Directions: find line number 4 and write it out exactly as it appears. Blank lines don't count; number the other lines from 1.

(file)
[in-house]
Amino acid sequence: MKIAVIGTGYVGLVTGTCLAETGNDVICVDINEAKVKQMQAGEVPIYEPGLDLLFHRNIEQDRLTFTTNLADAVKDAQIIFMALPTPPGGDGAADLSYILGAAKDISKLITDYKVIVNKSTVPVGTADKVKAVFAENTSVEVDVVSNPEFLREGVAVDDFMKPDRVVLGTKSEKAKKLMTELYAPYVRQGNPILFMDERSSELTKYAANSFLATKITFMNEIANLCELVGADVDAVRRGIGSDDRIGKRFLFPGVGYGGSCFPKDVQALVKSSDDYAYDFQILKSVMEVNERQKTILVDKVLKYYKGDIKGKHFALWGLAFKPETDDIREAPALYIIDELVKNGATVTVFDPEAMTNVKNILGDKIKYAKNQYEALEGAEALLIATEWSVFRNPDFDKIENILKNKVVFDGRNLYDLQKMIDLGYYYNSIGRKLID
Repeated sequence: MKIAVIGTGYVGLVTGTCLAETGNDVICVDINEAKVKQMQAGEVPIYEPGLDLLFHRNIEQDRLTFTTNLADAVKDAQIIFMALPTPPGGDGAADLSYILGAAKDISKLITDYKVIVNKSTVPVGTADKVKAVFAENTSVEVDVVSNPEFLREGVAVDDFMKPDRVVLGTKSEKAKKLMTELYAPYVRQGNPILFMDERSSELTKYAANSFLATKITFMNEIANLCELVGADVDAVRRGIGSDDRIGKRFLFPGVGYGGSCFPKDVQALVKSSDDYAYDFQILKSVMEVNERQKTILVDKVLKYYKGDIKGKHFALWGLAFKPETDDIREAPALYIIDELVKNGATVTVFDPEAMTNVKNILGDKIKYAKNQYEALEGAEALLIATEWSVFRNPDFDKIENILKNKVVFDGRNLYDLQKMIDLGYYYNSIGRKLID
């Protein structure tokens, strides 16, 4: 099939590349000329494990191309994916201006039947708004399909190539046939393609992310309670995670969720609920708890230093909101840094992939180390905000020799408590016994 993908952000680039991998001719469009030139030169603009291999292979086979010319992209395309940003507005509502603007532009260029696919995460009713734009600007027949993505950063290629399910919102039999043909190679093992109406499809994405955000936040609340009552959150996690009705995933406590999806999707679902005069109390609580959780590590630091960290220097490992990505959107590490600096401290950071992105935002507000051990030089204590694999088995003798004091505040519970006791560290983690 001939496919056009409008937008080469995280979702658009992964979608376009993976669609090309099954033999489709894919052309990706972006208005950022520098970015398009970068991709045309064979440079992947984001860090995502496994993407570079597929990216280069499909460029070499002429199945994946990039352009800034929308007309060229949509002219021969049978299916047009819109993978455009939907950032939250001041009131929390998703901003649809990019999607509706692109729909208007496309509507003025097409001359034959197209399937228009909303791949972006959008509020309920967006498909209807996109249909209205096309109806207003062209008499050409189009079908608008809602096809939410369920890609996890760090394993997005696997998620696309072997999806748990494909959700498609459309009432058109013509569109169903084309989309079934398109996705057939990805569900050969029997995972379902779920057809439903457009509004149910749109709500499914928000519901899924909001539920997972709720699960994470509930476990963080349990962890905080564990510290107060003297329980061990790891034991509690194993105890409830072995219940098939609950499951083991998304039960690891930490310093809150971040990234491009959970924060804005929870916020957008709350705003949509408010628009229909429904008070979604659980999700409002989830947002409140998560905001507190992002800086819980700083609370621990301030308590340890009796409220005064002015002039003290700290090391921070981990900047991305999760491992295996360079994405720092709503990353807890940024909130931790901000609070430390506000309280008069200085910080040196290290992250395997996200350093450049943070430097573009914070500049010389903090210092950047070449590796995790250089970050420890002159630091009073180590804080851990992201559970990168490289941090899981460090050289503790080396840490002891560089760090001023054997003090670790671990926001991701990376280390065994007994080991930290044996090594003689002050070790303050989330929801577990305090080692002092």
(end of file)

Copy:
């Protein structure tokens, strides 16, 4: 099939590349000329494990191309994916201006039947708004399909190539046939393609992310309670995670969720609920708890230093909101840094992939180390905000020799408590016994 993908952000680039991998001719469009030139030169603009291999292979086979010319992209395309940003507005509502603007532009260029696919995460009713734009600007027949993505950063290629399910919102039999043909190679093992109406499809994405955000936040609340009552959150996690009705995933406590999806999707679902005069109390609580959780590590630091960290220097490992990505959107590490600096401290950071992105935002507000051990030089204590694999088995003798004091505040519970006791560290983690 001939496919056009409008937008080469995280979702658009992964979608376009993976669609090309099954033999489709894919052309990706972006208005950022520098970015398009970068991709045309064979440079992947984001860090995502496994993407570079597929990216280069499909460029070499002429199945994946990039352009800034929308007309060229949509002219021969049978299916047009819109993978455009939907950032939250001041009131929390998703901003649809990019999607509706692109729909208007496309509507003025097409001359034959197209399937228009909303791949972006959008509020309920967006498909209807996109249909209205096309109806207003062209008499050409189009079908608008809602096809939410369920890609996890760090394993997005696997998620696309072997999806748990494909959700498609459309009432058109013509569109169903084309989309079934398109996705057939990805569900050969029997995972379902779920057809439903457009509004149910749109709500499914928000519901899924909001539920997972709720699960994470509930476990963080349990962890905080564990510290107060003297329980061990790891034991509690194993105890409830072995219940098939609950499951083991998304039960690891930490310093809150971040990234491009959970924060804005929870916020957008709350705003949509408010628009229909429904008070979604659980999700409002989830947002409140998560905001507190992002800086819980700083609370621990301030308590340890009796409220005064002015002039003290700290090391921070981990900047991305999760491992295996360079994405720092709503990353807890940024909130931790901000609070430390506000309280008069200085910080040196290290992250395997996200350093450049943070430097573009914070500049010389903090210092950047070449590796995790250089970050420890002159630091009073180590804080851990992201559970990168490289941090899981460090050289503790080396840490002891560089760090001023054997003090670790671990926001991701990376280390065994007994080991930290044996090594003689002050070790303050989330929801577990305090080692002092």